Posted October 18, 2012
All the water that will ever be is, right now. -National Geographic, October 1993
The Federal Water Pollution Control Act of 1948 was the first major U.S. law to address water pollution. Growing public awareness and concern for controlling water pollution led to sweeping amendments in 1972. As amended in 1972, the law became commonly known as the Clean Water Act (CWA).
The 1972 amendments:
- Established the basic structure for regulating pollutants discharges into the waters of the United States.
- Gave EPA the authority to implement pollution control programs such as setting wastewater standards for industry.
- Maintained existing requirements to set water quality standards for all contaminants in surface waters.
- Made it unlawful for any person to discharge any pollutant from a point source into navigable waters, unless a permit was obtained under its provisions.
- Funded the construction of sewage treatment plants under the construction grants program.
- Recognized the need for planning to address the critical problems posed by nonpoint source pollution.
On the 40th anniversary of the Clean Water Act, NEC stands with Humboldt Baykeeper and the Waterkeeper Alliance in urging you to take action to protect California waters from industrial pollution.
Forty years ago today, the Clean Water Act was adopted by Congress. Though it has made vast strides toward fishable, swimmable, drinkable waters, polluters continue to attack clean water protections.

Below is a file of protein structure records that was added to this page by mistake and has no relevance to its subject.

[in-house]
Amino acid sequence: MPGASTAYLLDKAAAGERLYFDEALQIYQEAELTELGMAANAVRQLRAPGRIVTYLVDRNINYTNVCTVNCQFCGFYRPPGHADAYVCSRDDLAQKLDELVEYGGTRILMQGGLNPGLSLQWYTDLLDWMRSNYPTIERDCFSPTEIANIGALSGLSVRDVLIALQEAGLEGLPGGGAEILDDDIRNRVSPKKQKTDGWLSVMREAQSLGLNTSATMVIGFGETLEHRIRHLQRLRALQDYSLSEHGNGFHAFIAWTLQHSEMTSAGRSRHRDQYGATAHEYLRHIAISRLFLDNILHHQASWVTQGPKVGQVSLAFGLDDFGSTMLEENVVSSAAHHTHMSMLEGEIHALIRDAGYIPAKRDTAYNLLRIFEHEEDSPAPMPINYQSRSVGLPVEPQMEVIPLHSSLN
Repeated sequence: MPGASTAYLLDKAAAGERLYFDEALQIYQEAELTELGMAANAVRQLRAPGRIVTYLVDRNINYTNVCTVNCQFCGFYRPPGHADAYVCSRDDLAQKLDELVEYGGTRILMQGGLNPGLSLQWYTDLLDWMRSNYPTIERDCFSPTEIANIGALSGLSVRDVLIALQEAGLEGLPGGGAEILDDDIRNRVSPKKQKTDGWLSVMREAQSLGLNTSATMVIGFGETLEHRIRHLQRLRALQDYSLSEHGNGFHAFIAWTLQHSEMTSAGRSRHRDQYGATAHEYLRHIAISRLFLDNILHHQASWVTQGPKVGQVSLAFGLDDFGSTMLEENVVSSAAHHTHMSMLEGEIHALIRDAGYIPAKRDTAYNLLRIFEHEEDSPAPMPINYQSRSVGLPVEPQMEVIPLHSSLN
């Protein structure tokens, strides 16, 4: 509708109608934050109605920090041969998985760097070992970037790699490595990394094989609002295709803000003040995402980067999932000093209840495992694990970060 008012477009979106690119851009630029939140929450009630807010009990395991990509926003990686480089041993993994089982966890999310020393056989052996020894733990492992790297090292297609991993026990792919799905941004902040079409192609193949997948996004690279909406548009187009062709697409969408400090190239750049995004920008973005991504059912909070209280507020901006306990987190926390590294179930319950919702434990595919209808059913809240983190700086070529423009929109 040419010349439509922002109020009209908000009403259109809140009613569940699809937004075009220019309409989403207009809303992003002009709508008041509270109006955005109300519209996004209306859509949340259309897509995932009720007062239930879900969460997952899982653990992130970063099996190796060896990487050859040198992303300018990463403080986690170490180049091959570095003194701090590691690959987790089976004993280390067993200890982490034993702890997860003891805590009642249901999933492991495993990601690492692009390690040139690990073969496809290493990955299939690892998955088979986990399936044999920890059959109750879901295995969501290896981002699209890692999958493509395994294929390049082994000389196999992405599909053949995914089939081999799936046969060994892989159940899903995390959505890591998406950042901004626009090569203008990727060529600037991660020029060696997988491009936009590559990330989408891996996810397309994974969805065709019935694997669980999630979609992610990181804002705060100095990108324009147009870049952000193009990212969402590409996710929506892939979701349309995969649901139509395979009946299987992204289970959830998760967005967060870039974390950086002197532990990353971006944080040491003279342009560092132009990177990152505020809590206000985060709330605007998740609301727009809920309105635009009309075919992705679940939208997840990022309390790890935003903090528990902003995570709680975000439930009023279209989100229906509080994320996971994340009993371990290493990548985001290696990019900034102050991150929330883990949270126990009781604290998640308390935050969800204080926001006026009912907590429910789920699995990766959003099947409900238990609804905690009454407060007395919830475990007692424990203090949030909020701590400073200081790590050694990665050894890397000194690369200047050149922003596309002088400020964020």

Polluted runoff from factories, landfills, scrap yards, and other industrial facilities can contaminate our waterways with lead, aluminum and other toxic pollutants. Our State Water Board is currently revising regulations on industrial polluted runoff through the update of a statewide Industrial Stormwater Permit. The Industrial Permit is 15 years old and is in desperate need of an update. But mounting political and economic pressures threaten to derail progress on a new permit and delay improvements to water quality. Please tell the State Water Board to develop a strong Industrial Stormwater Permit and require everyone to do their part to protect California’s waters.
We must not forget the commitment made 40 years ago to protect
that which is rightfully ours.
CLICK HERE to send a message to the State Water Board!
Act now! Comments are due Monday, October 22!
More on the 40th Anniversary of the Clean Water Act from around the web:
Happy Anniversary Clean Water Act! (National Wildlife Federation) - Includes social action suggestions and useful links